German Marco Koch who won the second semi-final qualified for the final in the third position recording a time of 57.62.


Live results can be found here

Prelims report can be found here

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Vlad 20.94 !!!!!!!!!!!! Setting the pace so good

bobo gigi

I’m coming back from the French TV broadcast and he said in interview he isn’t sure of his shape because he was ill the past few weeks.
But 20.94 isn’t bad at all in the prelims.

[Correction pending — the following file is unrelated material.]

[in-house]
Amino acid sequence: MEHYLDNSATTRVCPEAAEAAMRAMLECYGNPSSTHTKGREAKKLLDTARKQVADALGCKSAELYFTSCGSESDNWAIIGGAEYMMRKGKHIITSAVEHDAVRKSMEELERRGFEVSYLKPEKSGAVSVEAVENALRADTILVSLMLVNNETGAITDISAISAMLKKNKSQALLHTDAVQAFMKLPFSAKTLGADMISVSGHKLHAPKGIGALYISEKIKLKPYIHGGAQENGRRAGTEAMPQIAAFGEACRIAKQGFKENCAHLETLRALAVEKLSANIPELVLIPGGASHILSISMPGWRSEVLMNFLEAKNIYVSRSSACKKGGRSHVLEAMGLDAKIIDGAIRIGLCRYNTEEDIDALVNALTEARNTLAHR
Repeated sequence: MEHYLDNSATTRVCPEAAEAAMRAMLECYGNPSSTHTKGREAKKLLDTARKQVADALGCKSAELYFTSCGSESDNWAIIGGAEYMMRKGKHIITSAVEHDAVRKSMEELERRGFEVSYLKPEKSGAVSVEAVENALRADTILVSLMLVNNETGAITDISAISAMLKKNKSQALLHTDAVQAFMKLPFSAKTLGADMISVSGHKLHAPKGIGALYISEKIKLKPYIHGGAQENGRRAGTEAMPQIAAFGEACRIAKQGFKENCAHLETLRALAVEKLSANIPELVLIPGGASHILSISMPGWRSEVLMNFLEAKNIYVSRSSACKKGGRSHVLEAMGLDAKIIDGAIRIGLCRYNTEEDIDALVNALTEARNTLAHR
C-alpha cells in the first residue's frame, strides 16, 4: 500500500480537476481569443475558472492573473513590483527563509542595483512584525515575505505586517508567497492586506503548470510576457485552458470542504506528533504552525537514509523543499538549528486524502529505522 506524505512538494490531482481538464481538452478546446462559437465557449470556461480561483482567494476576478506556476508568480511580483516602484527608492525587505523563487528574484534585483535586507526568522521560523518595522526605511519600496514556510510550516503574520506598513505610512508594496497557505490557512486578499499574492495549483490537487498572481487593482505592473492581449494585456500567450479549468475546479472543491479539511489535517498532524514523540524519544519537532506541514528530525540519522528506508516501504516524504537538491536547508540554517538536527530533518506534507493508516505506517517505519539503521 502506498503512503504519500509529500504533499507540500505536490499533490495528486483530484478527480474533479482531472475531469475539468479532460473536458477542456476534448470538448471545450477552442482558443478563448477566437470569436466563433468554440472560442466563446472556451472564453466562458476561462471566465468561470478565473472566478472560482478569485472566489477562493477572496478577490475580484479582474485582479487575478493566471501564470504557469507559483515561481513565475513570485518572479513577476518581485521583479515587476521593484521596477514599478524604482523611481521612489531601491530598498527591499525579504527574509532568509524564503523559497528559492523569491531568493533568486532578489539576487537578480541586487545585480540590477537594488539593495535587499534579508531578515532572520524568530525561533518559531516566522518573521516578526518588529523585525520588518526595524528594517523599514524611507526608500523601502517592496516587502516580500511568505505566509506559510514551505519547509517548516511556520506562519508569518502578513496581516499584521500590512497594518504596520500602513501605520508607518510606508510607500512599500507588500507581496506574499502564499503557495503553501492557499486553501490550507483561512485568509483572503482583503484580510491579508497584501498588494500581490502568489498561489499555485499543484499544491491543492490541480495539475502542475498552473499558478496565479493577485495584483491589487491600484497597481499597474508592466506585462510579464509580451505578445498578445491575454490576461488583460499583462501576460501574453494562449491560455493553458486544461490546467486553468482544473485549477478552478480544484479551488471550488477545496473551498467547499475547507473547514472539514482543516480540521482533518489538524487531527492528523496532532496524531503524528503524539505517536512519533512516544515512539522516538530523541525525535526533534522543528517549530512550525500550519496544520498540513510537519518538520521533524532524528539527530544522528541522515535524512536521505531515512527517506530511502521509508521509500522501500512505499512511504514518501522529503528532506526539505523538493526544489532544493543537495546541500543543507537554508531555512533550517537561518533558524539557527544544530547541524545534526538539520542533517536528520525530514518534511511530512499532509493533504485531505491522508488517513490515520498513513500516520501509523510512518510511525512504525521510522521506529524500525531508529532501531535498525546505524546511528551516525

He just won 20.77 he looks really tired ill in the face ;//

bobo gigi

Correction. In semi-finals.

bobo gigi

Wow! Many surprises!
Katinka Hosszu is human. Win in the 200 IM and then explosion in the 200 fly. Does she start to pay the price of an amazing long year? We’ll see.
Laszlo Cseh, same explosion in the 200 IM. What happened?

And what happened to Mireia Belmonte?
Very average in the 200 IM and transformed a few minutes later in the 200 fly for a gold medal in the amazing time of 2.01.52!
Perhaps she has used the 200 IM just as a warm-up. The more she swims, the best she is.
Astonishing performance for her.
Her opponents can be afraid in the 400 IM, the 400 free and the 800 free.